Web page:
Why we Pray
Crossway, 2015 (IVP in the UK with a bit of a naff cover!)
If Vaughan Roberts has taken Graeme Goldsworthy’s insights into the Bible’s structure and simplified them for a wider audience, William Philip has here done the same with (the first half of) Goldsworthy’s book Prayer and the knowledge of God.
The Tron’s minister writes as a pastor and aims to give the reader a book which is both encouraging and realistic. In reaction to more disheartening books on prayer he comments ‘I find I’m doing very well indeed if I can manage to pry myself out of bed at all before breakfast, never mind have hours of prayer’. And so the four chapters of this short book are simply reasons why we pray, because a better understanding of what we’re doing when we pray will help us pray more.
He begins with a chapter entitled ‘We pray because God is a speaking God’, and this was the one I found most helpful. You can’t speak to someone without creating a relationship and so by speaking to us God initiates the restoration of a relationship that has broken down. We are relational beings because we were made in the image of God. So the reason that solitary confinement is a punishment is because it strikes at a key part of who we are. We were made for a relationship with God – so not to talk to him is to try to deny part of who we were created to be. The Lord’s comment to Ananias about the newly converted Paul, ‘behold he is praying’, is remarkable because despite having prayed every day of his life, Paul had never truly prayed before.
Chapter 2, ‘We pray because we’re sons of God’, is especially heart-warming. Jesus was the only true human being who ever lived, and therefore the only true pray-er – so we can only hope to pray because of and through him. To think our sin means we can’t pray is to insult Christ by saying he hasn’t done enough. Because we are God’s children, we don’t have to lobby for an audience with him the way those outside the President’s family have to lobby to be able to speak to him. Thinking we’ll be heard because of the length of our prayers is paganism not piety.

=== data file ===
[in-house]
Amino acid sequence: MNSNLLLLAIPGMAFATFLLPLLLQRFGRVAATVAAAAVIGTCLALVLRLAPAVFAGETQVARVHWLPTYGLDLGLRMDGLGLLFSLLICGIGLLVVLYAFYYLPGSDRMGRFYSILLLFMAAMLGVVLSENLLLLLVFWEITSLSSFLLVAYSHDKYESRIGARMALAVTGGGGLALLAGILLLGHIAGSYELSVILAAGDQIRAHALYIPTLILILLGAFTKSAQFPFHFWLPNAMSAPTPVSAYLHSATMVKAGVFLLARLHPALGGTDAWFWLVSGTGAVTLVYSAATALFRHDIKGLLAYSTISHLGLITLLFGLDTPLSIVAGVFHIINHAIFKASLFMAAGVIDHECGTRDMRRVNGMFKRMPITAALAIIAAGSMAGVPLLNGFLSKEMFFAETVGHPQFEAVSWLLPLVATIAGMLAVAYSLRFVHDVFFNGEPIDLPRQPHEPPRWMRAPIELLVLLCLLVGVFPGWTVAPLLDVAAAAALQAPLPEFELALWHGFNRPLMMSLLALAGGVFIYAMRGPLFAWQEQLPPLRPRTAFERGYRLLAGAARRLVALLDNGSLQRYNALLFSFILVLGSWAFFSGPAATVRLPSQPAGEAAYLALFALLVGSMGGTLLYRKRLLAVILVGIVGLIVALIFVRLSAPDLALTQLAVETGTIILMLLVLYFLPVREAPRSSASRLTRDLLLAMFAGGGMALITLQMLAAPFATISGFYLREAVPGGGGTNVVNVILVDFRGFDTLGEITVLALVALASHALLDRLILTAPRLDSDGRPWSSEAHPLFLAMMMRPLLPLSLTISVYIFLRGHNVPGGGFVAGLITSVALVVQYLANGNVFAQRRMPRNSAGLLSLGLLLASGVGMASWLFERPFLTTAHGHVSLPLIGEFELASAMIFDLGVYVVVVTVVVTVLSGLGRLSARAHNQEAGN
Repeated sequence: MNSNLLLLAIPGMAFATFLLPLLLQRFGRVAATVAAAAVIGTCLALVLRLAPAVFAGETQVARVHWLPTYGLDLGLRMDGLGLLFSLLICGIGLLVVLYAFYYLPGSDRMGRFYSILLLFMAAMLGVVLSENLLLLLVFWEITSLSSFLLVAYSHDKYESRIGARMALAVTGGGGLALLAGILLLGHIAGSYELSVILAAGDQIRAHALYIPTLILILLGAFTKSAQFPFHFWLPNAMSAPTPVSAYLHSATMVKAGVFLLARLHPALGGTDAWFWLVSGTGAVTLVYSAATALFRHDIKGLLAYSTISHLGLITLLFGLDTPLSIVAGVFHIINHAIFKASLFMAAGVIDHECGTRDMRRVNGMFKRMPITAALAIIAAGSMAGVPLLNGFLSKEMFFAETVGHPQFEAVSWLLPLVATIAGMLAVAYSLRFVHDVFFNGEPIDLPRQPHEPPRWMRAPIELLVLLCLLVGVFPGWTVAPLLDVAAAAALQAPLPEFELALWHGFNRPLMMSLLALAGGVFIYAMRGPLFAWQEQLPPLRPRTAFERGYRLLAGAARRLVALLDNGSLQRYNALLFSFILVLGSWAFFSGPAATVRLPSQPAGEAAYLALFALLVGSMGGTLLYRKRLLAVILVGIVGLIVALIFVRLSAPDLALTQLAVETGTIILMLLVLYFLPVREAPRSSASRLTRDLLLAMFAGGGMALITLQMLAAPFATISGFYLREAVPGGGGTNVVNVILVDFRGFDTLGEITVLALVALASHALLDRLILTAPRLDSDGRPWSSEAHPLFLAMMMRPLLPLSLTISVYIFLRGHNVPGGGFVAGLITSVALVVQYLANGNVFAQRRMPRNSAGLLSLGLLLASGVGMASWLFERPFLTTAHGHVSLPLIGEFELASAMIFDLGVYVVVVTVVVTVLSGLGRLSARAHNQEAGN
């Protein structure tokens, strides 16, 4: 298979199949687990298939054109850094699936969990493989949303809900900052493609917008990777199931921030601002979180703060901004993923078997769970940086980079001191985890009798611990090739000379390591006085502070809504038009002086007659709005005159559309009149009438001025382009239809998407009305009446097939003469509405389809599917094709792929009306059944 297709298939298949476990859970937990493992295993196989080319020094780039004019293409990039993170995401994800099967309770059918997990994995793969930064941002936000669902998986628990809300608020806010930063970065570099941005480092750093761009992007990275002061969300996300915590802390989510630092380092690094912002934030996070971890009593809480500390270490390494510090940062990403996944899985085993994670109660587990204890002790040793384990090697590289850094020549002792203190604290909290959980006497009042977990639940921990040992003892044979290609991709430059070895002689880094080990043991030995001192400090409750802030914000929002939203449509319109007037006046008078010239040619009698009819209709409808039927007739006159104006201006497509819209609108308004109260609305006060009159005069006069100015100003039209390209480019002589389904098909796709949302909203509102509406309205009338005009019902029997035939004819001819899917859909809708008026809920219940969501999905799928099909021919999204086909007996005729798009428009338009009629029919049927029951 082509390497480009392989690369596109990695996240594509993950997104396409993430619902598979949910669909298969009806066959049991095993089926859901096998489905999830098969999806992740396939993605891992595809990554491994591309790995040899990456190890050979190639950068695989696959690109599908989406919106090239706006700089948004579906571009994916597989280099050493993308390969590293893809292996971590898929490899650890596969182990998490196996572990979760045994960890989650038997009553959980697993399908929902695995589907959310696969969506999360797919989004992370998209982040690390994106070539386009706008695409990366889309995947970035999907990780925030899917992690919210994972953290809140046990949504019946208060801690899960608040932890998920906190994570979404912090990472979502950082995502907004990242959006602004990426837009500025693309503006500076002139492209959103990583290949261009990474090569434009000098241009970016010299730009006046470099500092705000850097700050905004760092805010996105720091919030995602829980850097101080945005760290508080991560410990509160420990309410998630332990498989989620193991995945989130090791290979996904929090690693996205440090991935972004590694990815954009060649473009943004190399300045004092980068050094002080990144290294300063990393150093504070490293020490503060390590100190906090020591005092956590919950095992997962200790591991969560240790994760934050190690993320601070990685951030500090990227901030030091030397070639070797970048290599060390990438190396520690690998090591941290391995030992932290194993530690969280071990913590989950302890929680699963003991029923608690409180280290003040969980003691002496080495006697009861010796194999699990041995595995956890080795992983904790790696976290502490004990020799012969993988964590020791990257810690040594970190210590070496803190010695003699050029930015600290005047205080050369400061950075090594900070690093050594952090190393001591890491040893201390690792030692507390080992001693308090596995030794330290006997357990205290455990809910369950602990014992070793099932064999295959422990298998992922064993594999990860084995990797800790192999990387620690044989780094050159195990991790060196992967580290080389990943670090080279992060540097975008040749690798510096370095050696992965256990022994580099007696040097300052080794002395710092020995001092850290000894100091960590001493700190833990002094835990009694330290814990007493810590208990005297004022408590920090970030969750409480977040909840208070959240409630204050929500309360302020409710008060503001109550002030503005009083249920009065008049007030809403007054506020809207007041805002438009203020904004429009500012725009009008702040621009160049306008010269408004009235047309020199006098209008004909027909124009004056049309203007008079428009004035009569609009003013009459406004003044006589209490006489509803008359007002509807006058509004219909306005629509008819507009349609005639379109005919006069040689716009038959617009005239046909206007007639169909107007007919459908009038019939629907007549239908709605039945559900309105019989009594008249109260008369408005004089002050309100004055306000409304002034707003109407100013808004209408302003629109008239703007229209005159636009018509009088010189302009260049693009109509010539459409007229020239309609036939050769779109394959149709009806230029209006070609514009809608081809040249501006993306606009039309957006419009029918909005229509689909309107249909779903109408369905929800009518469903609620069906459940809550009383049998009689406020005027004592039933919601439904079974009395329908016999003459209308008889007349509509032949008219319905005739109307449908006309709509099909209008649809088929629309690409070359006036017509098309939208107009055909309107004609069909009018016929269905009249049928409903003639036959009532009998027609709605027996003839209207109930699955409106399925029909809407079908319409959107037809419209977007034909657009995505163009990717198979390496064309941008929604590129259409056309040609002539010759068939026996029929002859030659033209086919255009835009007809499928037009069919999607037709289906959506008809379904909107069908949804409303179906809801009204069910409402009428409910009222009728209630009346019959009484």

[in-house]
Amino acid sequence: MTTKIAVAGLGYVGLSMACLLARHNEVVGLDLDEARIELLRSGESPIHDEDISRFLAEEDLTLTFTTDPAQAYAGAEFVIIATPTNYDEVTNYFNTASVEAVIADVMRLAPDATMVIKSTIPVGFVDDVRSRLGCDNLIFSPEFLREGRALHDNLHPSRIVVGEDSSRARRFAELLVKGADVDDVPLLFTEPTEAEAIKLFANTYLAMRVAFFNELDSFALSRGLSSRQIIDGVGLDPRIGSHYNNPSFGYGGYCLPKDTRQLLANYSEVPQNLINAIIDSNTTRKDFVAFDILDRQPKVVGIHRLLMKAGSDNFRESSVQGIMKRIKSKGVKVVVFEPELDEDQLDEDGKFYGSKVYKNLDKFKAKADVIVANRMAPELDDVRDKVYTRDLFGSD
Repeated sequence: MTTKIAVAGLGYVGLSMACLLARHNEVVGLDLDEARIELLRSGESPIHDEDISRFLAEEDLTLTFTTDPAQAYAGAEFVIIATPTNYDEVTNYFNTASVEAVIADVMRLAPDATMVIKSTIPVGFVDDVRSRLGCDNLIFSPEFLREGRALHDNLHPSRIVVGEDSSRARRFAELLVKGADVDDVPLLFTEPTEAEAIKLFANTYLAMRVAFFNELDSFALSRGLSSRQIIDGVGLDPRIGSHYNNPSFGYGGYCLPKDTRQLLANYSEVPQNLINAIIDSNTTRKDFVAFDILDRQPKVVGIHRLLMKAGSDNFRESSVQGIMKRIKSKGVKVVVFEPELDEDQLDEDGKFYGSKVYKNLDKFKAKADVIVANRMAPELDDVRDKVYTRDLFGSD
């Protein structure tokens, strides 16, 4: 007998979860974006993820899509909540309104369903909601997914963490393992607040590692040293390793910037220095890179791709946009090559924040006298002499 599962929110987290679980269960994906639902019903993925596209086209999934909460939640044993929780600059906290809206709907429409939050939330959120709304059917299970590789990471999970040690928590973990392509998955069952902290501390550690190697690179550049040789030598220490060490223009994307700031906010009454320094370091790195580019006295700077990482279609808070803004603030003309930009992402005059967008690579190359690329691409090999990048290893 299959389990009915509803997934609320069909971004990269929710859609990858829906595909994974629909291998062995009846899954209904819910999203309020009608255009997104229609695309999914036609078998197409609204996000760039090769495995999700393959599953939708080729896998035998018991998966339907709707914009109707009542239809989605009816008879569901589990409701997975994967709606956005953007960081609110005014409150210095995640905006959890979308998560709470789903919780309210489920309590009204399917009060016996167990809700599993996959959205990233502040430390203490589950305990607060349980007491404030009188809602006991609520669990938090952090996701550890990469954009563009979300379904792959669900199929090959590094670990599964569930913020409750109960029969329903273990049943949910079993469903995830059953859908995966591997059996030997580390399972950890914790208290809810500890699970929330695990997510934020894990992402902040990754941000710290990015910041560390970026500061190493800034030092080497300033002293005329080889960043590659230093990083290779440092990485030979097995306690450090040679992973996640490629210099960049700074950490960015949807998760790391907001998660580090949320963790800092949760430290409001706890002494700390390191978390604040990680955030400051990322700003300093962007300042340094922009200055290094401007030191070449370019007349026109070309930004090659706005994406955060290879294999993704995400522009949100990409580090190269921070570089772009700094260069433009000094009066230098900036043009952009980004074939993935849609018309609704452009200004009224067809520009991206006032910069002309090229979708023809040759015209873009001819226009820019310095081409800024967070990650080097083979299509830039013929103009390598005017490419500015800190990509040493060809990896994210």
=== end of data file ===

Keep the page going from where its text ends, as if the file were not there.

The penultimate chapter is an attempt to both answer the question, ‘If God is sovereign, why pray?’ and use the answer to encourage us to pray more. The tone here was a bit more defensive, but it’s worth it for the illustration he uses to show that just because our will isn’t totally free, it doesn’t mean we’re not responsible. A drunk driver doesn’t have free will. He’s not free to drive with all his faculties – but he does nevertheless bear full responsibility for his actions.
The final chapter, ‘We pray because we have the Spirit of God’ is a helpful corrective to many current misunderstandings of prayer. Yes we are given wonderful, unqualified promises about asking God things in Jesus’ name, but we misunderstand them if we forget that ‘the gospel is all about God’s aligning us with his sovereign purposes, not our aligning God with our selfish purposes through prayer’. Turning ‘praying in the Spirit’ into something mystical would be ‘nonsense’ in the eyes of the Apostle Paul; it simply means praying in line with God’s revealed will in the Scriptures. (Which by the way means we should be praying a lot more about the things he specifically tells us are his will – eg that we be holy, joyful and thankful). Furthermore, we’re to pray acknowledging that certain things might not be God’s will. To ignore this or attempt to ‘claim faith’ is self-deception and even idolatry. ‘It is Jesus himself who says that often the more fervent the prayer, the more pagan it is’.
No book on prayer can be the silver bullet we long for at times, but for a short, encouraging read, this is well worth picking up.
Thanks to Crossway for a complimentary copy of this book through their Beyond the Page review programme.